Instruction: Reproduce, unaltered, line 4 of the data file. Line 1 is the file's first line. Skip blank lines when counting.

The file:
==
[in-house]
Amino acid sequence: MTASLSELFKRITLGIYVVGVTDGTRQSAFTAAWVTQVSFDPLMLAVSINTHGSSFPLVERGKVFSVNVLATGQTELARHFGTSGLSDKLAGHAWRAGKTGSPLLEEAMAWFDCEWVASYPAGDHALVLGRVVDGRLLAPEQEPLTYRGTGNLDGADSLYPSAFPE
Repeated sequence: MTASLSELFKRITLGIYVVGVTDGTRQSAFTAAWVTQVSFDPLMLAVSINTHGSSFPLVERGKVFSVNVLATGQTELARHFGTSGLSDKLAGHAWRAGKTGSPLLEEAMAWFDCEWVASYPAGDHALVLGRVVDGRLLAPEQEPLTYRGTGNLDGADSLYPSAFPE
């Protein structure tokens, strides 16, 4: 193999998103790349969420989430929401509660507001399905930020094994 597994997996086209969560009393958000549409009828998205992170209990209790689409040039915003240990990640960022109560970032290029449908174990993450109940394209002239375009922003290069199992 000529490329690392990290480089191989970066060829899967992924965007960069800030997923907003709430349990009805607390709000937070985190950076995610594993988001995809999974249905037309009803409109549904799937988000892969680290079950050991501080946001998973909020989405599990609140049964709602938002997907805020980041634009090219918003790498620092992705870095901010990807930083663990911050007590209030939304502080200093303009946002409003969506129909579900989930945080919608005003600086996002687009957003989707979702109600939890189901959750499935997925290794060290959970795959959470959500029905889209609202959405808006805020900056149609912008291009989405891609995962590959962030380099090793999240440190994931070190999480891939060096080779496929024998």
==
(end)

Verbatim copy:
């Protein structure tokens, strides 16, 4: 193999998103790349969420989430929401509660507001399905930020094994 597994997996086209969560009393958000549409009828998205992170209990209790689409040039915003240990990640960022109560970032290029449908174990993450109940394209002239375009922003290069199992 000529490329690392990290480089191989970066060829899967992924965007960069800030997923907003709430349990009805607390709000937070985190950076995610594993988001995809999974249905037309009803409109549904799937988000892969680290079950050991501080946001998973909020989405599990609140049964709602938002997907805020980041634009090219918003790498620092992705870095901010990807930083663990911050007590209030939304502080200093303009946002409003969506129909579900989930945080919608005003600086996002687009957003989707979702109600939890189901959750499935997925290794060290959970795959959470959500029905889209609202959405808006805020900056149609912008291009989405891609995962590959962030380099090793999240440190994931070190999480891939060096080779496929024998």